Wednesday, August 20, 2014

The Daily Links: Ferguson, Taylor Swift, and the Washington Football Team

Posted By on Wed, Aug 20, 2014 at 5:15 PM

Every day we read a lot of stuff. If it's interesting, thought provoking, funny or being shared by everyone we know on the Internet, we share some of it with you. Happy reading.

From Wondering Sound: Wondering Sound Editors and Critics on Taylor Swift’s “Shake It Off”

From Esquire: ON REPORTING

From Kottke: “The Nine Principles of Policing” that served to establish the Metropolitan Police of London in 1829

From The Washington Post: County police report 155 arrests since Michael Brown was killed

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Police and Community Leaders to Discuss Ferguson, Mo. at Town Hall Thursday (UPDATED)

Posted By on Wed, Aug 20, 2014 at 3:58 PM

Mt. Zion Baptist Church will host a public town hall meeting Thursday night with police and local political leaders and launch a new initiative to "foster dialogue between police and citizens" in light of recent events in Ferguson, Mo., where the killing of an unarmed black teen by a white police officer has led to protests and a harsh crackdown by police.

Nashville Police Chief Steve Anderson and commanders from all eight precincts will participate, along with state Rep. Harold Love, Jr. and 2015 mayoral candidates David Fox, Jeremy Kane and Megan Barry. Full details below, from the release:

WHAT: Bishop Joseph Walker, senior pastor of Mt. Zion Baptist Church, the largest African-American mega church in Tennessee with 28,000 members, is bringing together Nashville’s chief of police, precinct commanders, and local politicians for a town hall meeting to discuss the recent Ferguson, Mo., riots and launch Nashville Unites, an initiative with the following objectives: 1) foster dialogue between police and citizens; 2) propose a community liaison program between precincts and their communities; 3) develop youth leadership; 4) highlight Mt. Zion’s mentoring program for adult men; and 5) commit to follow-through on all initiatives so as to build trust and ensure a more peaceful city that is a national model for collaboration.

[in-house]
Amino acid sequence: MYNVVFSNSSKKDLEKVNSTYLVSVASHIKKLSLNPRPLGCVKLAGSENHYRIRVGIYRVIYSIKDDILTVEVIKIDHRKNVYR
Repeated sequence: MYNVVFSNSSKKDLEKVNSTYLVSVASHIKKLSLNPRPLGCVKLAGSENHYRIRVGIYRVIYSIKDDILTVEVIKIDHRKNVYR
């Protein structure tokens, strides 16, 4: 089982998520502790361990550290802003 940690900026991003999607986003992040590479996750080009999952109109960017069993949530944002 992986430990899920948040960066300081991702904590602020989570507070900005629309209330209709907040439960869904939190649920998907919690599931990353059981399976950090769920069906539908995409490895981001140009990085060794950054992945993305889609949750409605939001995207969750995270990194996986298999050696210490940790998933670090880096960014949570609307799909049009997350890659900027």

CONFIRMED PARTICIPANTS: Metropolitan Nashville Police Department
- Steve Anderson, Chief of Police

- Police Department Commanders from All Eight Precincts

Local Elected Officials and Candidates
- Tn. State Rep. Harold Love, Jr., District 58

- Councilwoman-At-Large and Mayoral Candidate Megan Barry

- Mayoral Candidates David Fox and Jeremy Kane

WHEN: Thursday, August 21 at 7:30 p.m.

WHERE: Mt. Zion Baptist Church
1112 Jefferson St.
Nashville, TN

(H/T Wesley Lowery.)

Note: We've asked Mayor Karl Dean's office if he'll be in attendance. Will update when we get a response.

Update 6:42 p.m.: Dean spokeswoman Bonna Johnson sends this statement:

"When Bishop Walker approached our office about this event, he asked if Mayor Dean or a representative could attend. Because Mayor Dean had a pre-existing conflict, we asked Chief Anderson to be our representative. Chief Anderson will have a lot to add to this town hall meeting, and we are glad he's able to be a part of it."

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How STRIVE Is Set To Become The New Great Hearts

Posted By on Wed, Aug 20, 2014 at 3:42 PM

Welcome to Great Hearts, Round Two.

The Metro School Board will vote on an appeal by the proposed STRIVE Collegiate Academy Thursday night at a specially called meeting, and if Tuesday's governance committee meeting is any indication, there will be some harsh words for Director of Schools Jesse Register.

STRIVE was one of three schools recommended for rejection by Metro Nashville Public Schools in June, and the board followed suit and voted it down. But after revising its application and addressing concerns about its management and educational plan, the proposed middle school in the McGavock cluster was recommended for approval by an MNPS committee last week.

However, STRIVE falls outside of a board policy which directs new charter schools into the Glencliff and Overton clusters for 2015 due to overcrowding. So why is it being considered?